Opinion: Why has Porsche designed a Hookah Pipe?
By Mike Hanlon
July 19, 2011
We have to admit being more than a little surprised that in this increasingly health-conscious world, Porsche Design has released a new luxury Shisha waterpipe. Also known as a hookah or narghile, Shisha is becoming increasingly trendy in Western markets for "social" tobacco smokers and is already deeply embedded in African and Middle Eastern cultures.
Porsche is one of the strongest, well respected brand names in the world, synonymous not only with uncompromising engineering and innovation, but with the deepest concern and respect for the safety of its customers.
Why then would a company with such an impeccable public image create a product which is known to be so injurious to its users?
Are Porsche's brand custodians asleep, or did they think that as no-one had bothered to complain about its long term sale of Porsche pipes and cigarette lighters, that Shisha was of the same ilk?
Although the Porsche (or any other brand of) Shisha pipe unquestionably absorbs some of the nasties in the smoke it filters, smoking shisha is VERY bad for one's health, and mounting evidence suggests it is far worse for one's health than smoking cigarettes.
In 2005, a World Health Organisation study group on Tobacco Product Regulation issued a scientific advisory note on waterpipe tobacco smoking which highlighted how little is known about waterpipes and the health risks they present, and called for more research on the subject - quite an irony given that the waterpipe has been around 700 years and entered mainstream usage at the same time that tobacco did.
The WHO scientific advisory note emphasized that the smoke that emerges from a waterpipe contains numerous toxicants known to cause lung cancer, heart disease, and a range of other diseases, just as cigarette smoke does.
One of the primary issues associated with hookah smoking is that because the smoke is much "smoother" than cigarette smoke, smokers can and do inhale much greater quantities of smoke.
According to the WHO scientific advisory note, a typical waterpipe smoking session will most likely expose the smoker to more smoke over a longer period of time than occurs when smoking a cigarette. That's because typical shisha smokers inhale more often and for longer periods than typical cigarette smokers.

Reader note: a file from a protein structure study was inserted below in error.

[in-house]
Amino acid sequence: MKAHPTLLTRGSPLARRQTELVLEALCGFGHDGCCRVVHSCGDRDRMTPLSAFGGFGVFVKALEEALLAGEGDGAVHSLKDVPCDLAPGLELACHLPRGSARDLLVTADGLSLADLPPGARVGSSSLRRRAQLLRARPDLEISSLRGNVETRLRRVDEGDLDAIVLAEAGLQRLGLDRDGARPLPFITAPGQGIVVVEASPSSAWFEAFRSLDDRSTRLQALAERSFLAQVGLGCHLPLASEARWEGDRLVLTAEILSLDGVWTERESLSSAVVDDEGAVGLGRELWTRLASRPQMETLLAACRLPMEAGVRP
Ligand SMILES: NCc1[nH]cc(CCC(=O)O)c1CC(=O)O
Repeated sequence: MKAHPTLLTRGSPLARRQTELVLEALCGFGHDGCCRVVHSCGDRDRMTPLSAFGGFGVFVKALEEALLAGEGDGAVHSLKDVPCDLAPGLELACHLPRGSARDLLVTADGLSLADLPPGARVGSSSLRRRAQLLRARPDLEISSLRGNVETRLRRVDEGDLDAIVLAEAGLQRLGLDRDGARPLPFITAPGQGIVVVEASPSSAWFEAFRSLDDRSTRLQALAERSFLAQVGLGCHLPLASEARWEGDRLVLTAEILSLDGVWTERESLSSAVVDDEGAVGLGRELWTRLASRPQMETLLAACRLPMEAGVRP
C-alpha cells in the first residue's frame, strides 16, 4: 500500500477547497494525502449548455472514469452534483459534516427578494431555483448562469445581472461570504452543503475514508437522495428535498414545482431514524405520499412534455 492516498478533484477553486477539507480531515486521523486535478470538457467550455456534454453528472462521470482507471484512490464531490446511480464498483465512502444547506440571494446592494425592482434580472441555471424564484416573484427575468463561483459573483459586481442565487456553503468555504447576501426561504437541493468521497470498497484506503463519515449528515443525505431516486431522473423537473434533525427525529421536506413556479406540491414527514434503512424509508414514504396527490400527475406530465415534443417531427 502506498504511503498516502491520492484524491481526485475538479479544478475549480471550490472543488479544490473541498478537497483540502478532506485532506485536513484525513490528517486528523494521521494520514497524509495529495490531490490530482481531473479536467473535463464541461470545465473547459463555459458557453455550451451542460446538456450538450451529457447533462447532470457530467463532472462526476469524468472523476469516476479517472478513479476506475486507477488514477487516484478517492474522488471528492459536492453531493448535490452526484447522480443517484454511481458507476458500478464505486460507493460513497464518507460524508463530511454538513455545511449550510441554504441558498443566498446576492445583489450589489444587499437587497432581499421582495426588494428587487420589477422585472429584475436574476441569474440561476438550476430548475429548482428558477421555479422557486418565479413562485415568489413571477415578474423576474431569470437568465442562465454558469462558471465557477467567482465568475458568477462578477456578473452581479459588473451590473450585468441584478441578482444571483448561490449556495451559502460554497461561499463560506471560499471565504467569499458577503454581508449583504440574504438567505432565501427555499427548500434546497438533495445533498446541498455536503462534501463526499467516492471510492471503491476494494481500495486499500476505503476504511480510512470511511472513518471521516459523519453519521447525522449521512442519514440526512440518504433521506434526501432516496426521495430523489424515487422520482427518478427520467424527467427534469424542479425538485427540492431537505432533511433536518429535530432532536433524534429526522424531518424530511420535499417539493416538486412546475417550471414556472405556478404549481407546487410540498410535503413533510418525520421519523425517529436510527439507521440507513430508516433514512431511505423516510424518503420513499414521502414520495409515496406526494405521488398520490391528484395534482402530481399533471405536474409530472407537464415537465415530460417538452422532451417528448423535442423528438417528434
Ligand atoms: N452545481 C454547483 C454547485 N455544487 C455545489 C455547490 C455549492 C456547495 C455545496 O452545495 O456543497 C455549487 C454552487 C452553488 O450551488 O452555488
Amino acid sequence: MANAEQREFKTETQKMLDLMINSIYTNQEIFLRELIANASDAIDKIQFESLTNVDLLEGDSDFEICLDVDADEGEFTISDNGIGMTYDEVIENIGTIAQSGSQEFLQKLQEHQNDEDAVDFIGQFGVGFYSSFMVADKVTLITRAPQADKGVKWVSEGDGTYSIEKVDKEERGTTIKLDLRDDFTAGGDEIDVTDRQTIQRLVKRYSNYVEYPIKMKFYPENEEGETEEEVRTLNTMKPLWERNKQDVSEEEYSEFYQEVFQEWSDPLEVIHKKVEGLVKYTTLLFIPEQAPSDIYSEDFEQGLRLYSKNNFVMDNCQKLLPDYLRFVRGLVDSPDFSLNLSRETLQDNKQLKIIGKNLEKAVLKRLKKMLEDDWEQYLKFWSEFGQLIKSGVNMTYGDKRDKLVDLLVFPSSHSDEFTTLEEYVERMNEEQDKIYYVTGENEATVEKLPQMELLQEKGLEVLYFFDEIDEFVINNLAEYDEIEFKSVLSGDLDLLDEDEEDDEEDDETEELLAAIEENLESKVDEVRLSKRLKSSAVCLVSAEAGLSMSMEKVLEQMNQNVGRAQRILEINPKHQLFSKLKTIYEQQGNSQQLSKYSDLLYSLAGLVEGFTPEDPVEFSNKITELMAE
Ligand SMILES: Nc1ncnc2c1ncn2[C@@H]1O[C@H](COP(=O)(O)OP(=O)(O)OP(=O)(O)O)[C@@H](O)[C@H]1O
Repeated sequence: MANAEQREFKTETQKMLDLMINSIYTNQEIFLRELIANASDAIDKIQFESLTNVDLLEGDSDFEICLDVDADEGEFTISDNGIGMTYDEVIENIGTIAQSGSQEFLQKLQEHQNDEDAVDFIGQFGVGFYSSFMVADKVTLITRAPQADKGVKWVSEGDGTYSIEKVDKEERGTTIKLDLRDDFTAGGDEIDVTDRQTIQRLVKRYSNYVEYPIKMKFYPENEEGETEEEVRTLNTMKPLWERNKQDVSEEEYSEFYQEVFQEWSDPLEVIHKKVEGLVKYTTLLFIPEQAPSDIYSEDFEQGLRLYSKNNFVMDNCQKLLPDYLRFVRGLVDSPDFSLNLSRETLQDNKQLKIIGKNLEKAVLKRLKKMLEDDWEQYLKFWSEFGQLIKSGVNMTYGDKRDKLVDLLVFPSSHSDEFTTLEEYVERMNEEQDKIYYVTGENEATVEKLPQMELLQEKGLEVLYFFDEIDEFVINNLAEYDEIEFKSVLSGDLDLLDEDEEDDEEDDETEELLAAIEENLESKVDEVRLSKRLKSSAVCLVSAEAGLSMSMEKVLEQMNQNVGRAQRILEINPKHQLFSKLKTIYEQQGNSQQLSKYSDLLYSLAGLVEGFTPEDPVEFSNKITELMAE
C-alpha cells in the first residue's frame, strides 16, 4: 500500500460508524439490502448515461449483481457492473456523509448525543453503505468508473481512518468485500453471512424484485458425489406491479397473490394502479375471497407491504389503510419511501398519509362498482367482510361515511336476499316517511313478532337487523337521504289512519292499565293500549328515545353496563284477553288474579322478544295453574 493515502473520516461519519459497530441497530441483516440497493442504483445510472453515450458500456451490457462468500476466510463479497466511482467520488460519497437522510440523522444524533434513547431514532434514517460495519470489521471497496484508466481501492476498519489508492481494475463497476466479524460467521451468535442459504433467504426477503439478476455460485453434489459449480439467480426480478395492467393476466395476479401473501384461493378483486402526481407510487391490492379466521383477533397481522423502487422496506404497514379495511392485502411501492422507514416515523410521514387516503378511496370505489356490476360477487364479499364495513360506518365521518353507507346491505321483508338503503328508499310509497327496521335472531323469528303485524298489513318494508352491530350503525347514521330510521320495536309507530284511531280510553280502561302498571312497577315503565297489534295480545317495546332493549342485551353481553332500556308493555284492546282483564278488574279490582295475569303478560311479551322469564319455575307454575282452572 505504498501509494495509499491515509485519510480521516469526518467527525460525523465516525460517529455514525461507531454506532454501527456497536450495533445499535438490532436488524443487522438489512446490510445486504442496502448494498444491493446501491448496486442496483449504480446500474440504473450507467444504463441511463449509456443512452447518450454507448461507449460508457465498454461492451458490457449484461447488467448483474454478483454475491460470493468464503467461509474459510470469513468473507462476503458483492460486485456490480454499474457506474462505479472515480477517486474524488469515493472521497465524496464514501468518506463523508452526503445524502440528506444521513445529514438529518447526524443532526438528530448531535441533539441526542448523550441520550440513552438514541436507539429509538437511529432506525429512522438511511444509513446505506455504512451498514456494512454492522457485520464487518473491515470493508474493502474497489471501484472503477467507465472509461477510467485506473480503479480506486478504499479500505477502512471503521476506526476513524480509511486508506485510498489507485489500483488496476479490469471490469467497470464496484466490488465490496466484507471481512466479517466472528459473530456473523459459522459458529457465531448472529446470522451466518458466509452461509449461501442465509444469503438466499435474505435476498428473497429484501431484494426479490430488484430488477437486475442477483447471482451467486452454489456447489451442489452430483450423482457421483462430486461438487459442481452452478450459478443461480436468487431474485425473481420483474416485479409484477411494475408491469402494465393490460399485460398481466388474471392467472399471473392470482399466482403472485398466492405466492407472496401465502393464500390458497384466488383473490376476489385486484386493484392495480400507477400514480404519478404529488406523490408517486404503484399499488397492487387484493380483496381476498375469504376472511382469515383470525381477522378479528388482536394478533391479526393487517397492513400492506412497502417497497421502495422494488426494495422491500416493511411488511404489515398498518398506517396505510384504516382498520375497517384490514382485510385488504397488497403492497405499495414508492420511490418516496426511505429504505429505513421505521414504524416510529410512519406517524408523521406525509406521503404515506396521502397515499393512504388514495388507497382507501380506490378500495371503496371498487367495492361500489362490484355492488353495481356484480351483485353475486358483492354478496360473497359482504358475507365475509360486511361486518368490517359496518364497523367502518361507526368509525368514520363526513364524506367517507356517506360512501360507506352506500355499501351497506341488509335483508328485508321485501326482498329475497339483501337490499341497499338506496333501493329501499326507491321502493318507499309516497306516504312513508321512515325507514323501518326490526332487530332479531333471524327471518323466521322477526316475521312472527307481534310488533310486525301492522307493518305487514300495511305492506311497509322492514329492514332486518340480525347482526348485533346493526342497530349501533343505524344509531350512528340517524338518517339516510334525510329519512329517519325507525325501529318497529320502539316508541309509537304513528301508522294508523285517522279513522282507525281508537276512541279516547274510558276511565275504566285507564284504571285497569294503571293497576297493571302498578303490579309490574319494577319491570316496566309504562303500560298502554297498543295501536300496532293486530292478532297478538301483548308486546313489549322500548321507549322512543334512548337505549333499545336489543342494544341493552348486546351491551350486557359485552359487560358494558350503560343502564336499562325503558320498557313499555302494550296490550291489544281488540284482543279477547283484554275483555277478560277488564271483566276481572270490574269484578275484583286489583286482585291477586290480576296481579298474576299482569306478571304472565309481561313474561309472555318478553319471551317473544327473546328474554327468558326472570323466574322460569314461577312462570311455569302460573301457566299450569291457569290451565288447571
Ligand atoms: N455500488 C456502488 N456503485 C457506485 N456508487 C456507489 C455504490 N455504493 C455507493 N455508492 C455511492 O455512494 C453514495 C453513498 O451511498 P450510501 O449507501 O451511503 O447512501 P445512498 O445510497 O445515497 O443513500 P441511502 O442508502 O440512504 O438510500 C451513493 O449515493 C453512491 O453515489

Cigarette smokers typically take around eight to twelve 40-75ml puffs during the five to seven minutes it takes to smoke a cigarette, inhaling on average 0.5 to 0.6 liters of smoke per cigarette.
In contrast, waterpipe smoking sessions typically last 20-80 minutes, during which the smoker may take between 50 and 200 puffs which range from about 0.15 liters to one liter each. A shisha smoker might hence inhale as much smoke in one shisha sitting, as a cigarette smoker would inhale in smoking 100 cigarettes.
One of the other key factors associated with shisha smoking is that it is often done at a venue, where the quality of the substances placed inside the pipe, the purity of the charcoal used, and the cleaning of the pipes will all vary considerably depending on the establishment. As narcotics, hashish and marijuana are also commonly used in waterpipes, it is not that uncommon for users of shisha pipes in coffee shops, bars and restaurants where there are illegal back room activities, to get a little bit more punch to their shisha than they bargained for.
One of the saddest things about the shisha culture prevalent in the Middle East and Africa is that waterpipe smoking is a family affair in many countries. Just two nights ago I witnessed a family in a restaurant share a shisha - the father, wife, and two pre-teen boys all smoked from the hookah over a half hour period.
Research indicates that the shisha does not filter out sufficient nicotine to prevent addiction, so the current perception of the waterpipe being a safe way of smoking is no doubt unwittingly addicting children to tobacco. Just how widespread this practice is cannot be established accurately, though anecdotally, it is quite commonplace.
It seems there is a very common misconception amongst those who use the Shisha pipe that it is far less injurious to one's health than cigarette smoking.
Which brings us back to the Porsche Shisha pipe. The 55 centimetre tall aluminum, stainless steel and glass waterpipe is now available exclusively at the recently opened Porsche Design shop in the Millionaires Gallery at Harrods Knightsbridge store in London.
The pipe will be available at Porsche Design stores worldwide from the end of the month at an undisclosed, though no doubt substantial price.
The Porsche Design Shisha shows only discreet branding on the aluminum top of the hookah and comes with a long flexible TecFlex tube, utilizing the same Porsche-designed material employed in its TecFlex writing tools.
I had not been aware until researching this article that Porsche has been making smoking accessories (such as cigarette cases, cigar cases, cigarette lighters and pipes) for many years, but even knowing that, I feel certain that the publicity surrounding this product will change the public's perceptions of the Porsche brand. Shisha smoking is very detrimental to your health.
Does Porsche Design's new Shisha pipe change your opinion of the brand?
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